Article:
China's central bank added 500 billion yuan ($72 billion) to the financial system, the second-largest injection on record. The financial support was required after the government's first seizure of a bank in more than two decades drove up funding costs. The Chinese services sector is holding up well despite a slowing manufacturing sector (Chinese factory output slowed to its weakest pace on record), and infrastructure investment is being encouraged in order to ensure growth does not slow beyond the government's 'reasonable range'.
India's central bank cut its benchmark interest rate for the third time this year, to 5.75%, the lowest level in nine years, and signalled the possibility of further easing in a bid to support growth. However, the central bank suffered a blow to its credibility after the resignation of deputy governor Viral Acharya.
Russia's central bank cut the key interest rate and hinted at future reductions. Australia's central bank cut interest rates to a record low of 1.25%.
Fitch and Moody downgraded Mexico's credit rating against the backdrop of rising trade tensions. Fortunately, President Trump 'indefinitely suspended' his plans for U.S. tariffs on Mexico, removing the threat of a 5% tariff on Mexican imports.
Turkey's opposition party, the Republican People's Party, secured 54.2% of the vote in a re-run Istanbul mayoral election, striking a blow to President Tayyip Erdogan.
The Sygnia International Flexible Fund of Funds returned 0.2% for the quarter, underperforming its benchmark, which returned 1.6%. The Fund was hurt by a position in global cash and an overweight exposure to technology stocks through the Sygnia FAANG Plus Equity Fund.
We started the second quarter of 2019 with an overweight exposure to emerging markets and an underweight to Europe. With the Fed announcing its intention to cut interest rates and the ECB similarly announcing the possibility of further negative rate cuts, the value of negative yielding bonds hit a new high of USD13tr. This is likely to drive investors into a more cyclical position and lead to a weaker dollar. As a result, we increased our exposure to emerging markets. We simultaneously cut our underweight to Europe in half, locking in the gains of 2018.
The Fund remains true to its mandate of delivering strong long-term real returns with a focus on longer-term capital preservation.
Investments to be included in the portfolio will apart from assets in liquid form, consist of participatory interests and other forms of participation in portfolios of collective investments schemes registered in South Africa and other similar schemes operated in territories with a regulatory environment which is to the satisfaction of the manager and trustee of a sufficient standard to provide investor protection at least equivalent to that in South Africa and which is consistent with the portfolio's primary objective. The underlying portfolio will invest in financially sound equity securities, property shares and property related securities listed on exchanges, fixed interest instruments and assets in liquid form. To the extent that assets in the portfolio are exposed to exchange rate risk, the Manager may include listed and unlisted financial instruments for the exclusive purpose of hedging exchange rate risk subject to the conditions and limits stipulated by the Act. The manager shall have the maximum flexibility to vary assets between the various market and asset classes to reflect changing economic and market conditions.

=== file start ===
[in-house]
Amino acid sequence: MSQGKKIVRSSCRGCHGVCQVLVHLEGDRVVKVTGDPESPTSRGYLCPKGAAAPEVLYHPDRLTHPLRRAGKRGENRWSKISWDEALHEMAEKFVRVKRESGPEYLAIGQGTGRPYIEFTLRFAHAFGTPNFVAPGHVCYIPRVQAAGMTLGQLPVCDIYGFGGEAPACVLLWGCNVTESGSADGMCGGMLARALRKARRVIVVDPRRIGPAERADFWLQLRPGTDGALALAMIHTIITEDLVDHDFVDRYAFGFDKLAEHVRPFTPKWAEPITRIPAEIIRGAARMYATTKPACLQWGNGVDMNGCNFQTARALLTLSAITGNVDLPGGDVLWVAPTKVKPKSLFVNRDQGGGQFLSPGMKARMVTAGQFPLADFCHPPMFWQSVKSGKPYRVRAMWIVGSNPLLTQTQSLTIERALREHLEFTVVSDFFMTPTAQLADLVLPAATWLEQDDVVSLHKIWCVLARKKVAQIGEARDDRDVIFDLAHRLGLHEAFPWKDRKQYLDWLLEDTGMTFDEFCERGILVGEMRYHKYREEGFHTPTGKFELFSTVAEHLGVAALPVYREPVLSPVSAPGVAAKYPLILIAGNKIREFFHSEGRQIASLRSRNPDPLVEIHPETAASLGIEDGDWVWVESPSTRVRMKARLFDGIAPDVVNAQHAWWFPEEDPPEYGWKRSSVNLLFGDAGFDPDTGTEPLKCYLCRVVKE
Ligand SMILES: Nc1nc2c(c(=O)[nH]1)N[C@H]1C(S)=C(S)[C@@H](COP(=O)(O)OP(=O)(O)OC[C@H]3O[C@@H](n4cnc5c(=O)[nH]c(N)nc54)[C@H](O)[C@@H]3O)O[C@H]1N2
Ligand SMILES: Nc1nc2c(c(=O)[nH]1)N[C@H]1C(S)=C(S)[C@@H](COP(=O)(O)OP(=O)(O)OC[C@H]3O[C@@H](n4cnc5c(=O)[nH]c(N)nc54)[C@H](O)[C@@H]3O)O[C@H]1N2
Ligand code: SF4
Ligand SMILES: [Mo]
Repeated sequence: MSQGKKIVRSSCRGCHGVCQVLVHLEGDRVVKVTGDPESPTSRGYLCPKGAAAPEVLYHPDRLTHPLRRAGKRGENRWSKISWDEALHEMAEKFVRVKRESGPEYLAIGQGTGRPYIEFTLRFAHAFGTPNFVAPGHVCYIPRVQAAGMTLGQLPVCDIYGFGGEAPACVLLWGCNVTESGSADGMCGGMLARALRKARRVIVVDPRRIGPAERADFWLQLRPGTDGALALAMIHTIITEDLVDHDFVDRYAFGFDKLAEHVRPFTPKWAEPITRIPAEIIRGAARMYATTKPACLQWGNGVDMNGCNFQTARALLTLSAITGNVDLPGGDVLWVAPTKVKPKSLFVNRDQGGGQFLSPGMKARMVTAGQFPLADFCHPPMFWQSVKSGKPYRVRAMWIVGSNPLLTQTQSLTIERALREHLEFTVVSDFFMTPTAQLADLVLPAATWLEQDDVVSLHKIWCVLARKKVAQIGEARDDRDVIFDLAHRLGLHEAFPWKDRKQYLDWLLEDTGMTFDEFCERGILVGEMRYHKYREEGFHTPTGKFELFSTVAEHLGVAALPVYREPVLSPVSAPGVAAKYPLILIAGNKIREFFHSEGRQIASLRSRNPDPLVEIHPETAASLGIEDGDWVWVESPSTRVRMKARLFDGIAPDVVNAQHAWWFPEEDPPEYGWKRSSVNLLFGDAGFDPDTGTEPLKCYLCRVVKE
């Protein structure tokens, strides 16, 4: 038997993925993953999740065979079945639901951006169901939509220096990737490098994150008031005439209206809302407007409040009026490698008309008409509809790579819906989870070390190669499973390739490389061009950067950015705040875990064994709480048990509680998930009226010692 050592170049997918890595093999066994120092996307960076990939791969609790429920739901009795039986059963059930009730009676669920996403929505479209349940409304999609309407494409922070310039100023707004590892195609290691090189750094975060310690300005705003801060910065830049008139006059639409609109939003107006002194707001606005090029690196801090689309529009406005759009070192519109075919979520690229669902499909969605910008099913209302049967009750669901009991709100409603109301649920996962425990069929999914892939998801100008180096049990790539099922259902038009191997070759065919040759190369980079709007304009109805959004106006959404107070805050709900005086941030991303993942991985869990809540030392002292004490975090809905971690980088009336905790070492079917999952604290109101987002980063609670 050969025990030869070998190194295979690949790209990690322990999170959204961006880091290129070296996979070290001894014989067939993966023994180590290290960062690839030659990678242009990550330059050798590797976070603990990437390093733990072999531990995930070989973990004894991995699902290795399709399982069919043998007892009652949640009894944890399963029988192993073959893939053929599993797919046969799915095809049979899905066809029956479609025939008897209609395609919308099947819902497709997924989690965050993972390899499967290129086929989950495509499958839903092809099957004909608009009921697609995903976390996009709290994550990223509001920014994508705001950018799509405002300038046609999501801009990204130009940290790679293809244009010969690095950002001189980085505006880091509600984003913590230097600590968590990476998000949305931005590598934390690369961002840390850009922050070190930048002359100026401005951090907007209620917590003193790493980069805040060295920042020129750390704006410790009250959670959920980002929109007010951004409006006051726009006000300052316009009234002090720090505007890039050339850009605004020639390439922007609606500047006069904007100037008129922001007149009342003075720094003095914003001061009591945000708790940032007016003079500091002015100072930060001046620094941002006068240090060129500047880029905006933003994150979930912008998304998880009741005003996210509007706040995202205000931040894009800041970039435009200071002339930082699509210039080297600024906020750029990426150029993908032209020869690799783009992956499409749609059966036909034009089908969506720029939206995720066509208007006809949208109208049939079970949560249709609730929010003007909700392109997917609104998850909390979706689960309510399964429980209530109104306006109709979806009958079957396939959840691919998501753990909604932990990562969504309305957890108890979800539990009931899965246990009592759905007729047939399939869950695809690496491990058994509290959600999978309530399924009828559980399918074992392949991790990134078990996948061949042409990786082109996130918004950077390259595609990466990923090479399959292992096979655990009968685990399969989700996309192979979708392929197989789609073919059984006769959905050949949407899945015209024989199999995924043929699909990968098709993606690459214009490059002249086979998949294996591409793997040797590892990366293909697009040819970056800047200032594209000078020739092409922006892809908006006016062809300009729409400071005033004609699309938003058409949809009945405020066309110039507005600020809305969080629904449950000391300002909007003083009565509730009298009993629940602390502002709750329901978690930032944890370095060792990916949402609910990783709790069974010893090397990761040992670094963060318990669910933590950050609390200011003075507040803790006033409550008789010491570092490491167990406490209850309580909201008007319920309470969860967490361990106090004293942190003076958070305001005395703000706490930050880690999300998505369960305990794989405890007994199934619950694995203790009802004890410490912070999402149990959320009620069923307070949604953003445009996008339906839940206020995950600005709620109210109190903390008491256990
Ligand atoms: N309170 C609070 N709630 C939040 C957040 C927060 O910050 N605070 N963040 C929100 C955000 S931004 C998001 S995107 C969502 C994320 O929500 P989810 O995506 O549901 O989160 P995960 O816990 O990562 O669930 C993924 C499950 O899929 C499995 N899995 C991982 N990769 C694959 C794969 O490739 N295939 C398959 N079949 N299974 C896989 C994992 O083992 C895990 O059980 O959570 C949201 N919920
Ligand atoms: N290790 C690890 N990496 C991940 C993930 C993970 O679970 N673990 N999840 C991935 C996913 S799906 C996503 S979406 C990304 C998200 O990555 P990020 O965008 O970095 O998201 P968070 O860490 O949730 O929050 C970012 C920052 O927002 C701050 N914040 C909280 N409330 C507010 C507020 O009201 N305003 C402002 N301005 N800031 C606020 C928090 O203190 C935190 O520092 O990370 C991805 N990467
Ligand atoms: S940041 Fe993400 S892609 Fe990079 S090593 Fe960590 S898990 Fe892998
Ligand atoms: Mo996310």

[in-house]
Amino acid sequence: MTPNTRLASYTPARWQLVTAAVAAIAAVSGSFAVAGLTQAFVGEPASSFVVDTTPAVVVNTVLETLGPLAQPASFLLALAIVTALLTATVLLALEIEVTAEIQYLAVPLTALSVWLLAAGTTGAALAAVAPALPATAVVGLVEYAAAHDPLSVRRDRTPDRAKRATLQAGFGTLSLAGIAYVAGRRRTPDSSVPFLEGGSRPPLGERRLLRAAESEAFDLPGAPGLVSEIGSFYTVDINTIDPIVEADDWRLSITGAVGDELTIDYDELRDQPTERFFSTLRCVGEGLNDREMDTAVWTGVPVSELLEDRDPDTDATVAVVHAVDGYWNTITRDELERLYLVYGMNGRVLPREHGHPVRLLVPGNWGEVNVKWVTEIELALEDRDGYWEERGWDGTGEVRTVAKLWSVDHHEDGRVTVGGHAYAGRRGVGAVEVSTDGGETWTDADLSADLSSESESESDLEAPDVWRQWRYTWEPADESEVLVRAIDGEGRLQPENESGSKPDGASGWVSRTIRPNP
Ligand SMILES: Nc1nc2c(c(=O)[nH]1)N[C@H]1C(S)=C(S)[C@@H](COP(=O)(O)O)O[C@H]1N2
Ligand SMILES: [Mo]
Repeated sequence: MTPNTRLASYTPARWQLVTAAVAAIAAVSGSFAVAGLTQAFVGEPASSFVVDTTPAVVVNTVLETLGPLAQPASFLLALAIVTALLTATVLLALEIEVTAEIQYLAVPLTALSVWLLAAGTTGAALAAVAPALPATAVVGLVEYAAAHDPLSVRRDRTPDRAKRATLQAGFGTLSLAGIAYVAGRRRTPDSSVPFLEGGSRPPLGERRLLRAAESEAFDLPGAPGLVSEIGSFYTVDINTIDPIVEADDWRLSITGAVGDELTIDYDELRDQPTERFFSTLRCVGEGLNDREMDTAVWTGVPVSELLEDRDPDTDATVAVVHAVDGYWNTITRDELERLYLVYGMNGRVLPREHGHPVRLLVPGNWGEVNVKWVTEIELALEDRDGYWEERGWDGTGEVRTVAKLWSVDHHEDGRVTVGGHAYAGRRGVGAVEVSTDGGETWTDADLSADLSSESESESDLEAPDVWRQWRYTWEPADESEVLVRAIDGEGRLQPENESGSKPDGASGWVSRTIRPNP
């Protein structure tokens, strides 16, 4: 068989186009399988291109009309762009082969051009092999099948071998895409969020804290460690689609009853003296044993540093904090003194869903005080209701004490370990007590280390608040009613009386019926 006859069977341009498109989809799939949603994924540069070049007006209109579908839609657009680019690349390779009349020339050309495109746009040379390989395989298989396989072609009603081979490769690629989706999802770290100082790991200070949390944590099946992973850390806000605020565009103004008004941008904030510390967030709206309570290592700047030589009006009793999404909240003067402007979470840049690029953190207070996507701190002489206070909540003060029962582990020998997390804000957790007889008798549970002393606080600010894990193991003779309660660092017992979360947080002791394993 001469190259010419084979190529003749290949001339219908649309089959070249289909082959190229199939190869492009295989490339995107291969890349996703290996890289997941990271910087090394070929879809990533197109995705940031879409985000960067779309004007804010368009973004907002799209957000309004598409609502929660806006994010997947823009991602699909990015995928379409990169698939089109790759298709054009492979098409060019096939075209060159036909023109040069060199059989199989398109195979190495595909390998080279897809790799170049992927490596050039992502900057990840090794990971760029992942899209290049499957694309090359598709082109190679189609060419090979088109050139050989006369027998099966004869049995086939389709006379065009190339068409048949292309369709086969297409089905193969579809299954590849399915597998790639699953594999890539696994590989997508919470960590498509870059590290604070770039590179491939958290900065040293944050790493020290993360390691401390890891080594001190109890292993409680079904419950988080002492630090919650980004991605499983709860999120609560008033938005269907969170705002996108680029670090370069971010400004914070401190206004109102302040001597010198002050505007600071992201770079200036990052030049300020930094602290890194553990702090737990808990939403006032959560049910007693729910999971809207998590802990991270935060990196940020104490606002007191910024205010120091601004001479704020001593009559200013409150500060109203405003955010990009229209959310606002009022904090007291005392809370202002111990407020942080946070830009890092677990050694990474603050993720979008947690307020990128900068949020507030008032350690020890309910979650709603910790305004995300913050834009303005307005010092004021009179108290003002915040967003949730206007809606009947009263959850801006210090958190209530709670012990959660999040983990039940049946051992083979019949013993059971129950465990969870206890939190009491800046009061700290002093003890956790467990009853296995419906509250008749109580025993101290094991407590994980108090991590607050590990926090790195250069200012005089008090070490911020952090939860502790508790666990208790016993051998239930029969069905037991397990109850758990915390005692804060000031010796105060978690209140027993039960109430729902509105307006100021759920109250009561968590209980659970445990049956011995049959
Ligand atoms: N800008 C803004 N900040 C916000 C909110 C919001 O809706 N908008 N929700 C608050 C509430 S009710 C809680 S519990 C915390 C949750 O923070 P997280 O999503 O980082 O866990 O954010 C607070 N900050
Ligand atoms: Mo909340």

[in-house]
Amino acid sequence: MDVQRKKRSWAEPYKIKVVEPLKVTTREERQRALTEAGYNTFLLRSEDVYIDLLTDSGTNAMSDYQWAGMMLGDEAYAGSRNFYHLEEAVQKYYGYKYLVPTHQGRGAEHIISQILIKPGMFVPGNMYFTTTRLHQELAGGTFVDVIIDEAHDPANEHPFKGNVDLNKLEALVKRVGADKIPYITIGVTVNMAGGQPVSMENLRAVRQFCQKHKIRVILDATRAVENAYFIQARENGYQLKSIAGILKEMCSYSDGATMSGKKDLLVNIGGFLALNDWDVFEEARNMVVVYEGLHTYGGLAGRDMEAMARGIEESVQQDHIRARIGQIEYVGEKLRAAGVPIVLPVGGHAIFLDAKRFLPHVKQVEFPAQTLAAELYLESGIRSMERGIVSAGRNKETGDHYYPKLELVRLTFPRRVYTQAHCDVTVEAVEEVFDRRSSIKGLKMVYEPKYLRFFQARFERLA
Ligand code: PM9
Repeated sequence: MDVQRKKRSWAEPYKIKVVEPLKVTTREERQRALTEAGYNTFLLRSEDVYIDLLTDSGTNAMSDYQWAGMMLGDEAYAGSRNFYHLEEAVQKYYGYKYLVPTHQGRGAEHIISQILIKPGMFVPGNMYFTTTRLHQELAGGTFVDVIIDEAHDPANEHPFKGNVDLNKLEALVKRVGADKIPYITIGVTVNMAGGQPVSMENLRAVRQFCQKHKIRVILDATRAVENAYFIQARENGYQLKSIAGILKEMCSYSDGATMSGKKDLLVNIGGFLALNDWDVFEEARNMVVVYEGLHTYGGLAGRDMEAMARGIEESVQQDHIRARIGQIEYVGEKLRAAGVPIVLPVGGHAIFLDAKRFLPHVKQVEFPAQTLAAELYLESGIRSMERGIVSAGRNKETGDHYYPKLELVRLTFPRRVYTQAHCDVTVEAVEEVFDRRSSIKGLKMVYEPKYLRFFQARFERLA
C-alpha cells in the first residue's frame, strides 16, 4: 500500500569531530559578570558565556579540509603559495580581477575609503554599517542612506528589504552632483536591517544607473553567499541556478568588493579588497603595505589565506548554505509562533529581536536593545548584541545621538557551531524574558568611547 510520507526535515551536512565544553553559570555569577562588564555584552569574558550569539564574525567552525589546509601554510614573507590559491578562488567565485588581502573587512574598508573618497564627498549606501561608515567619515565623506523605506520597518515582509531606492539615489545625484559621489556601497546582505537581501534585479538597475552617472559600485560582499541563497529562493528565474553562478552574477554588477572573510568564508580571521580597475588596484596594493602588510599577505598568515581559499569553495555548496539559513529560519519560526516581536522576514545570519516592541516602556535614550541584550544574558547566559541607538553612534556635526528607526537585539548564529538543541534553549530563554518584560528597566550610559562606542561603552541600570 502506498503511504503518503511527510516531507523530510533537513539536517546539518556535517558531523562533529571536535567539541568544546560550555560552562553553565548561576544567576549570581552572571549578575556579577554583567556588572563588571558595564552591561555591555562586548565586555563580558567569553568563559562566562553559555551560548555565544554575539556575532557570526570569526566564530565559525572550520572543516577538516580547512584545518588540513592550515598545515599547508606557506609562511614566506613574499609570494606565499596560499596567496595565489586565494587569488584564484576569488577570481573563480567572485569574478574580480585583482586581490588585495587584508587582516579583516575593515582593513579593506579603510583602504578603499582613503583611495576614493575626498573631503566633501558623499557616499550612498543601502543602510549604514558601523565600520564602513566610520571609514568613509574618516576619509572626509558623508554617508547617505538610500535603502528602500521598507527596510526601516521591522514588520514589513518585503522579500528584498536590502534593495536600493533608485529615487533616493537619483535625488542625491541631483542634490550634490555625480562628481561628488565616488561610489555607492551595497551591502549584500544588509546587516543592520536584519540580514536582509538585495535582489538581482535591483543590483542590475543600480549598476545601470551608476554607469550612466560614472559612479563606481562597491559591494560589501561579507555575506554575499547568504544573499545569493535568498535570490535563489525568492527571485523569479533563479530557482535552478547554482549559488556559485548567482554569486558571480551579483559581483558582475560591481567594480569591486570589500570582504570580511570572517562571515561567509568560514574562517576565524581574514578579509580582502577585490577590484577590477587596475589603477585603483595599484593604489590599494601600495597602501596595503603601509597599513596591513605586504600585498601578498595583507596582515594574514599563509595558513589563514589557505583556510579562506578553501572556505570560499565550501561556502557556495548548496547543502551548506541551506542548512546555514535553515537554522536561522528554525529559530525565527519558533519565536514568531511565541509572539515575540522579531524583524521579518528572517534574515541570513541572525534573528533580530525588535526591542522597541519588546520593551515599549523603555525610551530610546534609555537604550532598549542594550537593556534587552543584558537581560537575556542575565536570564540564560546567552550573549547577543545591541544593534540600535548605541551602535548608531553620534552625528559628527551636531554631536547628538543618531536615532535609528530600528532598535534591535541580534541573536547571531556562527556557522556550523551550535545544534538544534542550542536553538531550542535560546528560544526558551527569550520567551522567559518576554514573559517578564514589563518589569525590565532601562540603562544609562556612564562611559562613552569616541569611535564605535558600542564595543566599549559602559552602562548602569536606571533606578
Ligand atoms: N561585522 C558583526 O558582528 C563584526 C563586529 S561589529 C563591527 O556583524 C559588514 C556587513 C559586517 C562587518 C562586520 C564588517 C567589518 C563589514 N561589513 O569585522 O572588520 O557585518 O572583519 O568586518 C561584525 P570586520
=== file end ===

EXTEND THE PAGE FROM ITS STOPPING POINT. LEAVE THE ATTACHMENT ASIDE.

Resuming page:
In selecting securities for this portfolio, where possible, the manager shall seek to deliver long-term capital growth at an acceptable level of volatility.
The effective offshore exposure of the portfolio invested outside of the Republic of South Africa (including participatory interests in collective investment schemes, whether listed on an exchange or not, and other forms of participation in portfolios of collective investment schemes, financial instruments, and assets in liquid form) will always be above 80%.
The portfolio will not follow a specific theme and the manager will have the flexibility to take advantage of short-term, as well as long-term events and themes within securities markets. Overall the portfolio seeks to provide investors with maximum capital growth over the medium to long term at a reasonable level of monthly volatility relative to the international equity and fixed interest markets. To that effect the portfolio places an emphasis on active manager selection, sector allocation and tactical asset allocation.
As the portfolio is managed on a fund of funds basis the assets are split between participatory interests in collective investment schemes of different types, including but not limited to collective investment schemes in securities and foreign collective investment schemes and managers with complementary, but diverse, investment styles and approaches.